2.8.14 $\ifrac{{\mathrm{d}}^{2}W}{{\mathrm{d}\xi}^{2}}=(u^{2}\xi+\psi(\xi))W,$ ⓘ

and for simplicity $\xi$ is assumed to range over a finite or infinite interval $(\alpha_{1},\alpha_{2})$ with $\alpha_{1}<0$, $\alpha_{2}>0$. Again, $u>0$ and $\psi(\xi)$ is $C^{\infty}$ on $(\alpha_{1},\alpha_{2})$. Corresponding to each positive integer $n$ there are solutions $W_{n,j}(u,\xi)$, $j=1,2$, that are $C^{\infty}$ on $(\alpha_{1},\alpha_{2})$, and as $u\to\infty$

 2.8.15 $\displaystyle W_{n,1}(u,\xi)$ $\displaystyle=\mathrm{Ai}\left(u^{2/3}\xi\right)\left(\sum_{s=0}^{n-1}\frac{A_% {s}(\xi)}{u^{2s}}+O\left(\frac{1}{u^{2n-1}}\right)\right)+\mathrm{Ai}'\left(u^% {2/3}\xi\right)\left(\sum_{s=0}^{n-2}\frac{B_{s}(\xi)}{u^{2s+(4/3)}}+O\left(% \frac{1}{u^{2n-1}}\right)\right),$ 2.8.16 $\displaystyle W_{n,2}(u,\xi)$ $\displaystyle=\mathrm{Bi}\left(u^{2/3}\xi\right)\left(\sum_{s=0}^{n-1}\frac{A_% {s}(\xi)}{u^{2s}}+O\left(\frac{1}{u^{2n-1}}\right)\right)+\mathrm{Bi}'\left(u^% {2/3}\xi\right)\left(\sum_{s=0}^{n-2}\frac{B_{s}(\xi)}{u^{2s+(4/3)}}+O\left(% \frac{1}{u^{2n-1}}\right)\right).$

Here $A_{0}(\xi)=1$,

 2.8.17 $B_{s}(\xi)=\begin{cases}\dfrac{1}{2\xi^{1/2}}\displaystyle\int_{0}^{\xi}\left(% \psi(v)A_{s}(v)-A_{s}^{\prime\prime}(v)\right)\dfrac{\mathrm{d}v}{v^{1/2}},&% \xi>0,\\ \dfrac{1}{2(-\xi)^{1/2}}\displaystyle\int_{\xi}^{0}\left(\psi(v)A_{s}(v)-A_{s}% ^{\prime\prime}(v)\right)\dfrac{\mathrm{d}v}{(-v)^{1/2}},&\xi<0,\end{cases}$

and

 2.8.18 $A_{s+1}(\xi)=-\tfrac{1}{2}B_{s}^{\prime}(\xi)+\tfrac{1}{2}\int\psi(\xi)B_{s}(% \xi)\mathrm{d}\xi,$

when $s=0,1,2,\dots$. For $\mathrm{Ai}$ and $\mathrm{Bi}$ see §9.2. The expansions (2.8.15) and (2.8.16) are both uniform and differentiable with respect to $\xi$. These results are valid when $\mathcal{V}_{\alpha_{1},\alpha_{2}}\left(|\xi|^{1/2}B_{0}\right)$ and $\mathcal{V}_{\alpha_{1},\alpha_{2}}\left(|\xi|^{1/2}B_{n-1}\right)$ are finite.

An alternative way of representing the error terms in (2.8.15) and (2.8.16) is as follows. Let $c=-0.36604\ldots$ be the real root of the equation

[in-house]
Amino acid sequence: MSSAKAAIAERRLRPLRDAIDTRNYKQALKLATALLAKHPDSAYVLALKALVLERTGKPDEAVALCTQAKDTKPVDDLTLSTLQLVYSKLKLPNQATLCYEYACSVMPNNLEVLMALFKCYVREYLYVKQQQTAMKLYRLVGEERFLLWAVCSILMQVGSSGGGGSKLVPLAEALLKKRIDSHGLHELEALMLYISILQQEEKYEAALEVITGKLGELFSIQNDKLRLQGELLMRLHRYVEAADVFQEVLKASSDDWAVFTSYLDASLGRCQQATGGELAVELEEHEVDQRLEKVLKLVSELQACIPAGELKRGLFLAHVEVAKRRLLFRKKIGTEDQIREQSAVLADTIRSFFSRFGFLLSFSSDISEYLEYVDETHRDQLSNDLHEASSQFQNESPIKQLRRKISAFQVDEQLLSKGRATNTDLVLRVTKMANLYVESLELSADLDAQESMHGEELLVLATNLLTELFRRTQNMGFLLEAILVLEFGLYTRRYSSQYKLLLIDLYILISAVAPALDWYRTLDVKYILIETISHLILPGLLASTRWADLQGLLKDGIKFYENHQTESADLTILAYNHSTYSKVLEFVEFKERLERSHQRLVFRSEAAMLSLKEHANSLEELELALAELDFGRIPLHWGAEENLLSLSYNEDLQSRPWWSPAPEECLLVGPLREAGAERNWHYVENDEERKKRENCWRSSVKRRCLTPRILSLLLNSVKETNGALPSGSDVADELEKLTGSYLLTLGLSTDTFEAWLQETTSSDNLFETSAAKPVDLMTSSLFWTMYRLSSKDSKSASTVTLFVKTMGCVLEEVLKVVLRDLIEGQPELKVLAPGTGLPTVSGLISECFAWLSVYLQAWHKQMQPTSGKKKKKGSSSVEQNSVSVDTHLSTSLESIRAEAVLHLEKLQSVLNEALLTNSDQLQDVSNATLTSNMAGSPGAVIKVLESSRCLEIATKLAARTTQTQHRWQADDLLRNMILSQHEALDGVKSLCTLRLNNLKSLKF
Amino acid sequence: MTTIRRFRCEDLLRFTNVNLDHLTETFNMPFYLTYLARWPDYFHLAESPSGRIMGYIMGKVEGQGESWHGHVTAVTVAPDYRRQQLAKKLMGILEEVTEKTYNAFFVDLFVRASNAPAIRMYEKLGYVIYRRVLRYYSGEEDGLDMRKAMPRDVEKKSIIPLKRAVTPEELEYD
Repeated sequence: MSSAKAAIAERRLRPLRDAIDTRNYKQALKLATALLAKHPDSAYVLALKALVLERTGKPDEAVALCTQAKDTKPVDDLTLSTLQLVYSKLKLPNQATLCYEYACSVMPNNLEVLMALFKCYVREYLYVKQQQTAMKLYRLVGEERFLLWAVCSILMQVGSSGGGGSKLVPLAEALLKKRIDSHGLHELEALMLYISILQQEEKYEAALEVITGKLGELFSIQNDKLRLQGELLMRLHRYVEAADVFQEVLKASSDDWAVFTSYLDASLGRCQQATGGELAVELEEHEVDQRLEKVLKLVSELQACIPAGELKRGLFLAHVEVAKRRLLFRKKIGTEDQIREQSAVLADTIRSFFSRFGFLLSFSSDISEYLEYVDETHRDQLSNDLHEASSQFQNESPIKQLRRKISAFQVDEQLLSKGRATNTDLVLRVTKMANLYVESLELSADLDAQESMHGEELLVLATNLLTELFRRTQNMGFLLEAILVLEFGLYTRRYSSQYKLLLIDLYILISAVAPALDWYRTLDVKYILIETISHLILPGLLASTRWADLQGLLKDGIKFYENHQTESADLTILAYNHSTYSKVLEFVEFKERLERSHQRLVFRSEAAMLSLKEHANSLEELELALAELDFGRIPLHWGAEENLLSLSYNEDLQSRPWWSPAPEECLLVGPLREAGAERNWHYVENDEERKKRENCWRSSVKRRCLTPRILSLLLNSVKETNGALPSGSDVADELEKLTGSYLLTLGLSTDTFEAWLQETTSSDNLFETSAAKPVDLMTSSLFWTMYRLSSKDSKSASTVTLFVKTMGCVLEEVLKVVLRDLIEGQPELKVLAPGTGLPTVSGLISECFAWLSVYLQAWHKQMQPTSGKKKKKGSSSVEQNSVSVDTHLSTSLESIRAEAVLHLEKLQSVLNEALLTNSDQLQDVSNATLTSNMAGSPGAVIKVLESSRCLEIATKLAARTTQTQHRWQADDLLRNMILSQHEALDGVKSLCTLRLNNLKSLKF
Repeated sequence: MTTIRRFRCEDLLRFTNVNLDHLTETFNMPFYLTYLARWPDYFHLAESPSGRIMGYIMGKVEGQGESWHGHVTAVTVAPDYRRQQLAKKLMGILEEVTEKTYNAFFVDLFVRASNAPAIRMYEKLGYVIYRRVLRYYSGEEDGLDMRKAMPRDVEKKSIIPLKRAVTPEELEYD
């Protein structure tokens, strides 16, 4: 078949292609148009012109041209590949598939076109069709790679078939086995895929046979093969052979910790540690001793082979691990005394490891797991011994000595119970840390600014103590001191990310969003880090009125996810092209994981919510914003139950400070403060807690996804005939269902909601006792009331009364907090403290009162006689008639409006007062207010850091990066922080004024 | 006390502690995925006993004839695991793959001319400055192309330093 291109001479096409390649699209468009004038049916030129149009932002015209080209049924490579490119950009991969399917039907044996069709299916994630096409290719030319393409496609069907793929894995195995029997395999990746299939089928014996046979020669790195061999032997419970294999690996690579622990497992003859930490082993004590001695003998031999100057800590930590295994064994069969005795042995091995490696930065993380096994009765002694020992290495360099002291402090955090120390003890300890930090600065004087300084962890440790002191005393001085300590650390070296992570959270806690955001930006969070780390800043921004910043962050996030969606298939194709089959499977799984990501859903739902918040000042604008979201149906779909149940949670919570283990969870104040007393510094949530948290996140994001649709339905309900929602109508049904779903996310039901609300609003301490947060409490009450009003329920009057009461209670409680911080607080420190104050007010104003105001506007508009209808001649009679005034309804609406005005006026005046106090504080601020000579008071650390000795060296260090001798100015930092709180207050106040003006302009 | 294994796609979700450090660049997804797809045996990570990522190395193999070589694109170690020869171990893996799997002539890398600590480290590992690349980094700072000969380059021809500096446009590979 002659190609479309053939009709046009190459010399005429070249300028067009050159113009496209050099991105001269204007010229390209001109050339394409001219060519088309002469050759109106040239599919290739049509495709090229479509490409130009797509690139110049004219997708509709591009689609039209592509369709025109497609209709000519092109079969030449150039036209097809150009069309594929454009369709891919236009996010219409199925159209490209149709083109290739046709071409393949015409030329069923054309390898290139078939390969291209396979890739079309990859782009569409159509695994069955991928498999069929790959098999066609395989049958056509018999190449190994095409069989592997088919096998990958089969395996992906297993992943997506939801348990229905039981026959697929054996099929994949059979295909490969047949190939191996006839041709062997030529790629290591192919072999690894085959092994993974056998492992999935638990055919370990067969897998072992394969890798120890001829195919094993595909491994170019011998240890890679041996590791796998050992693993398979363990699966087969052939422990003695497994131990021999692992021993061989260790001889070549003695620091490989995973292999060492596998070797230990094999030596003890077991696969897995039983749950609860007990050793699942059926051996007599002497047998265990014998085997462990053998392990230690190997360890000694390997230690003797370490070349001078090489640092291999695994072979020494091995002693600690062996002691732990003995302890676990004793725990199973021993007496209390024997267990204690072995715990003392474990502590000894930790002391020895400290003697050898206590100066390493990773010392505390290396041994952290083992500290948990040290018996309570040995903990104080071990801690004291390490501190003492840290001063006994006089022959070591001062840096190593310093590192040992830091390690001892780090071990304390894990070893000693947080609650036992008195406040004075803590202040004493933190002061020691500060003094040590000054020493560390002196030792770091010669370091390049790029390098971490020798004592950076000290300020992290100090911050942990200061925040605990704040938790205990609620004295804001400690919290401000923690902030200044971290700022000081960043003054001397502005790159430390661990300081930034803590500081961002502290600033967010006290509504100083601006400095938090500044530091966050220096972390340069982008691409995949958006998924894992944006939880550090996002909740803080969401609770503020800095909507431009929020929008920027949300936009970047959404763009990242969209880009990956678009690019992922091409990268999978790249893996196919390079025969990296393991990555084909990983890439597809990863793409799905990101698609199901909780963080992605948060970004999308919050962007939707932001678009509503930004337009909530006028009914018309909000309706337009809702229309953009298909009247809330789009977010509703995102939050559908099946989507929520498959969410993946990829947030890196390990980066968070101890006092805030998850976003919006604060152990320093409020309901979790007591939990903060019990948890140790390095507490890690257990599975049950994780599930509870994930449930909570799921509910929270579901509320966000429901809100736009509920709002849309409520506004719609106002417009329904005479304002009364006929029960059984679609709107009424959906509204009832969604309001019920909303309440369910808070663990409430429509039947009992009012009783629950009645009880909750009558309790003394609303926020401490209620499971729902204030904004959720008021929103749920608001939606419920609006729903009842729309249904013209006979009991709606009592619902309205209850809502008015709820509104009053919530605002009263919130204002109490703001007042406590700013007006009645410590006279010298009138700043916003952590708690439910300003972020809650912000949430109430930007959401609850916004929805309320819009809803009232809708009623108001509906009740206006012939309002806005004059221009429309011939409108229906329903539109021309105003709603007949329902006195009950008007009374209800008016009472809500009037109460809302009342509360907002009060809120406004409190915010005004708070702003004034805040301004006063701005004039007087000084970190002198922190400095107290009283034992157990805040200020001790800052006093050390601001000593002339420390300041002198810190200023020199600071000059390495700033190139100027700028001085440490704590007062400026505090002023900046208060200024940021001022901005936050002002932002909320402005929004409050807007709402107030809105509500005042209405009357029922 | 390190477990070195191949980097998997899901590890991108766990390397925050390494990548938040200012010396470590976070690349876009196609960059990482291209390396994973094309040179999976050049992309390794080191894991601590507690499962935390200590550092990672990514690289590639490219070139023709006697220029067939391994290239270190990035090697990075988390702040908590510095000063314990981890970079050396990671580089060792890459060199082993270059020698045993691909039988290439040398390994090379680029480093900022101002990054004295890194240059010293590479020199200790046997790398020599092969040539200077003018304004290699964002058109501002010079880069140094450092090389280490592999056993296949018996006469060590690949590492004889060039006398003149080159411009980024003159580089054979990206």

2.8.19 $\mathrm{Ai}\left(x\right)=\mathrm{Bi}\left(x\right)$ ⓘ Symbols: $\mathrm{Ai}\left(\NVar{z}\right)$: Airy function and $\mathrm{Bi}\left(\NVar{z}\right)$: Airy function Permalink: http://dlmf.nist.gov/2.8.E19 Encodings: TeX, pMML, png See also: Annotations for §2.8(iii), §2.8 and Ch.2

of smallest absolute value, and define the envelopes of $\mathrm{Ai}\left(x\right)$ and $\mathrm{Bi}\left(x\right)$ by

 2.8.20 $\mathrm{envAi}\left(x\right)=\mathrm{envBi}\left(x\right)=\left({\mathrm{Ai}}^% {2}\left(x\right)+{\mathrm{Bi}}^{2}\left(x\right)\right)^{1/2},$ $-\infty,
 2.8.21 $\displaystyle\mathrm{envAi}\left(x\right)$ $\displaystyle=\sqrt{2}\mathrm{Ai}\left(x\right),$ $\displaystyle\mathrm{envBi}\left(x\right)$ $\displaystyle=\sqrt{2}\mathrm{Bi}\left(x\right)$, $c\leq x<\infty$.

These envelopes are continuous functions of $x$, and as $u\to\infty$

 2.8.22 $\displaystyle W_{n,1}(u,\xi)$ $\displaystyle=\mathrm{Ai}\left(u^{2/3}\xi\right)\sum_{s=0}^{n-1}\frac{A_{s}(% \xi)}{u^{2s}}+\mathrm{Ai}'\left(u^{2/3}\xi\right)\sum_{s=0}^{n-2}\frac{B_{s}(% \xi)}{u^{2s+(4/3)}}+\mathrm{envAi}\left(u^{2/3}\xi\right)O\left(\frac{1}{u^{2n% -1}}\right),$ 2.8.23 $\displaystyle W_{n,2}(u,\xi)$ $\displaystyle=\mathrm{Bi}\left(u^{2/3}\xi\right)\sum_{s=0}^{n-1}\frac{A_{s}(% \xi)}{u^{2s}}+\mathrm{Bi}'\left(u^{2/3}\xi\right)\sum_{s=0}^{n-2}\frac{B_{s}(% \xi)}{u^{2s+(4/3)}}+\mathrm{envBi}\left(u^{2/3}\xi\right)O\left(\frac{1}{u^{2n% -1}}\right),$

uniformly with respect to $\xi\in(\alpha_{1},\alpha_{2})$.

For error bounds, more delicate error estimates, extensions to complex $\xi$ and $u$, zeros, connection formulas, extensions to inhomogeneous equations, and examples, see Olver (1997b, Chapters 11, 13), Olver (1964b), Reid (1974a, b), Boyd (1987), and Baldwin (1991).